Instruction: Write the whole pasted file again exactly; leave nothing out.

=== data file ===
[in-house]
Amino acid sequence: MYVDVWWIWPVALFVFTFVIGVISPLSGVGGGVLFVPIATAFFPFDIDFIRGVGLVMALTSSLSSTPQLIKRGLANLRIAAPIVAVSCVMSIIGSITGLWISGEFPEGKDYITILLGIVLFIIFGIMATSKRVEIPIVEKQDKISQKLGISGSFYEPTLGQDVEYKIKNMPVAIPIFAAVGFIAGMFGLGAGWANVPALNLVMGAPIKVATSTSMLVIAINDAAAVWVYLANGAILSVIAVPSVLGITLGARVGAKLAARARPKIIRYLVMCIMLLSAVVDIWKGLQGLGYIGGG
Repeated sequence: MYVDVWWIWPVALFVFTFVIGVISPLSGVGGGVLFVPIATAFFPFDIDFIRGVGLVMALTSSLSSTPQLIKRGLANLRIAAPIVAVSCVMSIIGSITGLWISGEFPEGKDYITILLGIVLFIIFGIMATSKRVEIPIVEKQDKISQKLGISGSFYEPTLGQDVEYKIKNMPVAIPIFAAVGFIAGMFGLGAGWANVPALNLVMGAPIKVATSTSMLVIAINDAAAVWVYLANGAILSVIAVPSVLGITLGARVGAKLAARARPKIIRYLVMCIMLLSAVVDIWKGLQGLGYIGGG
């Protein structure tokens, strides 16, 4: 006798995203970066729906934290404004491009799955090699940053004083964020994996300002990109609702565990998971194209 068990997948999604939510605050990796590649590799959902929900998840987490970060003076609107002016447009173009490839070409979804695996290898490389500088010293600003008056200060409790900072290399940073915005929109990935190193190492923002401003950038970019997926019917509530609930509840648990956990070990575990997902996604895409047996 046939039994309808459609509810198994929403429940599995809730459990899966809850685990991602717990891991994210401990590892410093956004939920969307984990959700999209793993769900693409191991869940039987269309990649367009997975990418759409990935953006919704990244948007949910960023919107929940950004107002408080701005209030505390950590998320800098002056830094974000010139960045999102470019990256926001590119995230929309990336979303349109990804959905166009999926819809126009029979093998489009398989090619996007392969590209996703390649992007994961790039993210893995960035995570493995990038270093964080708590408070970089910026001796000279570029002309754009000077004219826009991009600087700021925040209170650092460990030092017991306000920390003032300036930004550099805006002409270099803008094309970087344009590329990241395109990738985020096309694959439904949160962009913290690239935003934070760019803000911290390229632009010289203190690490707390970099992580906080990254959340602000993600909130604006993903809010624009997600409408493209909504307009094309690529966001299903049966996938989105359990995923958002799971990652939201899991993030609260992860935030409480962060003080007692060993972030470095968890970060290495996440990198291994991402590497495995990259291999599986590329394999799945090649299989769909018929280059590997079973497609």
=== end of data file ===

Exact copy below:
[in-house]
Amino acid sequence: MYVDVWWIWPVALFVFTFVIGVISPLSGVGGGVLFVPIATAFFPFDIDFIRGVGLVMALTSSLSSTPQLIKRGLANLRIAAPIVAVSCVMSIIGSITGLWISGEFPEGKDYITILLGIVLFIIFGIMATSKRVEIPIVEKQDKISQKLGISGSFYEPTLGQDVEYKIKNMPVAIPIFAAVGFIAGMFGLGAGWANVPALNLVMGAPIKVATSTSMLVIAINDAAAVWVYLANGAILSVIAVPSVLGITLGARVGAKLAARARPKIIRYLVMCIMLLSAVVDIWKGLQGLGYIGGG
Repeated sequence: MYVDVWWIWPVALFVFTFVIGVISPLSGVGGGVLFVPIATAFFPFDIDFIRGVGLVMALTSSLSSTPQLIKRGLANLRIAAPIVAVSCVMSIIGSITGLWISGEFPEGKDYITILLGIVLFIIFGIMATSKRVEIPIVEKQDKISQKLGISGSFYEPTLGQDVEYKIKNMPVAIPIFAAVGFIAGMFGLGAGWANVPALNLVMGAPIKVATSTSMLVIAINDAAAVWVYLANGAILSVIAVPSVLGITLGARVGAKLAARARPKIIRYLVMCIMLLSAVVDIWKGLQGLGYIGGG
């Protein structure tokens, strides 16, 4: 006798995203970066729906934290404004491009799955090699940053004083964020994996300002990109609702565990998971194209 068990997948999604939510605050990796590649590799959902929900998840987490970060003076609107002016447009173009490839070409979804695996290898490389500088010293600003008056200060409790900072290399940073915005929109990935190193190492923002401003950038970019997926019917509530609930509840648990956990070990575990997902996604895409047996 046939039994309808459609509810198994929403429940599995809730459990899966809850685990991602717990891991994210401990590892410093956004939920969307984990959700999209793993769900693409191991869940039987269309990649367009997975990418759409990935953006919704990244948007949910960023919107929940950004107002408080701005209030505390950590998320800098002056830094974000010139960045999102470019990256926001590119995230929309990336979303349109990804959905166009999926819809126009029979093998489009398989090619996007392969590209996703390649992007994961790039993210893995960035995570493995990038270093964080708590408070970089910026001796000279570029002309754009000077004219826009991009600087700021925040209170650092460990030092017991306000920390003032300036930004550099805006002409270099803008094309970087344009590329990241395109990738985020096309694959439904949160962009913290690239935003934070760019803000911290390229632009010289203190690490707390970099992580906080990254959340602000993600909130604006993903809010624009997600409408493209909504307009094309690529966001299903049966996938989105359990995923958002799971990652939201899991993030609260992860935030409480962060003080007692060993972030470095968890970060290495996440990198291994991402590497495995990259291999599986590329394999799945090649299989769909018929280059590997079973497609």